Building towards an international partnership in pedagogy: creating a Virtual STEM Hub

The relationship between the University of Glasgow’s School of Education and the Indian Institute of Science Education and Research (IISER) Pune has been strengthened over the last two years as staff from both institutions work collaboratively on a range of projects to strengthen and promote STEM pedagogies and Collaborative, Online, International Learning (COIL) for pre-service and in-service science teachers.

Most recently, two online in-service teacher development projects have been co-developed and will be delivered this term.

In one, Dr Sally Zacharias and her IISER counterpart are exploring the language of infectious diseases and in particular, how information about Covid 19 has been represented in science and media texts and, as a result, how knowledge about Covid-19 has been constructed. Participants will be secondary science teachers. 

In another, Dr Gabriella Rodolico and IISER Pune colleagues are working collaboratively to deliver a STEM challenge with the innovative feature of being hands-on and yet remotely delivered.   In the series of workshops, Scottish and Indian in-service science teachers will collaborate to successfully build a model sustainable house with lights powered by wind or solar energy, appropriate to their specific local context and conditions.  Input and discussion with sustainable energy, engineering and architecture experts from both countries and virtual reality technology are additional features of this innovative project.  Importantly, the final step will be for teachers to plan how to adapt and deliver the same activities to their own students in the classroom.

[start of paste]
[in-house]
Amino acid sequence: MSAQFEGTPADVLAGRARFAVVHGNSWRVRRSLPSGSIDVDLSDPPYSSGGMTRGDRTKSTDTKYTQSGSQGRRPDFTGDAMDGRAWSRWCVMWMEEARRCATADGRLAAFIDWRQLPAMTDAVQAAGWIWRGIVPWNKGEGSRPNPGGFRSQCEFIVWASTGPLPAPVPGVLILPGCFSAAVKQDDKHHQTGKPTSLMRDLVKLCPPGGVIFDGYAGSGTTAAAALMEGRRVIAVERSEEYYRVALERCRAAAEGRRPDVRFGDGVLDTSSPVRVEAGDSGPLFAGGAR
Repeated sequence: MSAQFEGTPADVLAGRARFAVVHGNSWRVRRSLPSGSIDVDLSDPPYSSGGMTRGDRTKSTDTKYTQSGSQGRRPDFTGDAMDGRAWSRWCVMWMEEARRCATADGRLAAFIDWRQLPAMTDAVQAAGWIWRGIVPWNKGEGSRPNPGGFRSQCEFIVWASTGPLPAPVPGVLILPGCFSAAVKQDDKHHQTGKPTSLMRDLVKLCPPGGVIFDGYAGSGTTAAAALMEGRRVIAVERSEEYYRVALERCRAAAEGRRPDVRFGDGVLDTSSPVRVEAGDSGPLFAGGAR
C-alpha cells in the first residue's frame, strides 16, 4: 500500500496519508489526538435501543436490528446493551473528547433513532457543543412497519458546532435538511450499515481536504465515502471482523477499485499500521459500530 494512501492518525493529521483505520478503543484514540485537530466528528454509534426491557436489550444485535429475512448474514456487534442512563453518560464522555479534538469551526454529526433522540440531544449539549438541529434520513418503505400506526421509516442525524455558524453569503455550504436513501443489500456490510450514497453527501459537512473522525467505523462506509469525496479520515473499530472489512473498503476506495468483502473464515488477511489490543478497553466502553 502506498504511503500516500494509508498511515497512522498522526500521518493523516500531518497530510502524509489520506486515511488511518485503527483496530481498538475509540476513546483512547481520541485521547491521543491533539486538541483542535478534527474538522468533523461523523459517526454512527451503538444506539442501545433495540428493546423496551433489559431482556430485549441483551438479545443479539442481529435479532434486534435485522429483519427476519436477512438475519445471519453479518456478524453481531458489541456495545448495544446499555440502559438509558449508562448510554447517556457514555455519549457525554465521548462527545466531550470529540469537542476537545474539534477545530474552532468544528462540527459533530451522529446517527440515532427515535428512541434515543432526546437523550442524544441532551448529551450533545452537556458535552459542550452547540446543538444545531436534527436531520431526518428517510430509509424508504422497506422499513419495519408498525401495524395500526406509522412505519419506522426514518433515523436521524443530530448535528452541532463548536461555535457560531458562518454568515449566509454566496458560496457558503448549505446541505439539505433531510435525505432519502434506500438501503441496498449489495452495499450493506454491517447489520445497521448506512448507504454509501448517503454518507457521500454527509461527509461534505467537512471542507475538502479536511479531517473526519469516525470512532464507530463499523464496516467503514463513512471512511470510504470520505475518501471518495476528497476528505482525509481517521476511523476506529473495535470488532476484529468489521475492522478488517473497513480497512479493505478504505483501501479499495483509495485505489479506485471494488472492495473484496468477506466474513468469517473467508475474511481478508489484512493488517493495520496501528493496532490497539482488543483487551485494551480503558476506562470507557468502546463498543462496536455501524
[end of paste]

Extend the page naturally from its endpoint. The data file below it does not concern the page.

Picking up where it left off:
The STEM challenge was piloted in Scotland and showcased at the Festival of Social Sciences, Economic and Social Research Council (ESRC) in November 2020 and published on the GTCS news magazine pp 50-51. In this international collaboration, the teams are working cooperatively on appropriate adaptations to make the resource relevant to the local environment and curriculum.

 

    

 

Other activities have contributed to the strong foundations of this partnership such as webinars on Taking higher education online during the Covid pandemic, workshops of the Internationalization of Higher Education and participation in Gendered Journeys research.

Working groups have been established at both institutions to discuss and plan how to build from these collaborative projects to a create a Virtual STEM Hub. 

For more information, please contact Dr Srabani Maitra (srabani.maitra@glasgow.ac.uk)

 


First published: 7 September 2021

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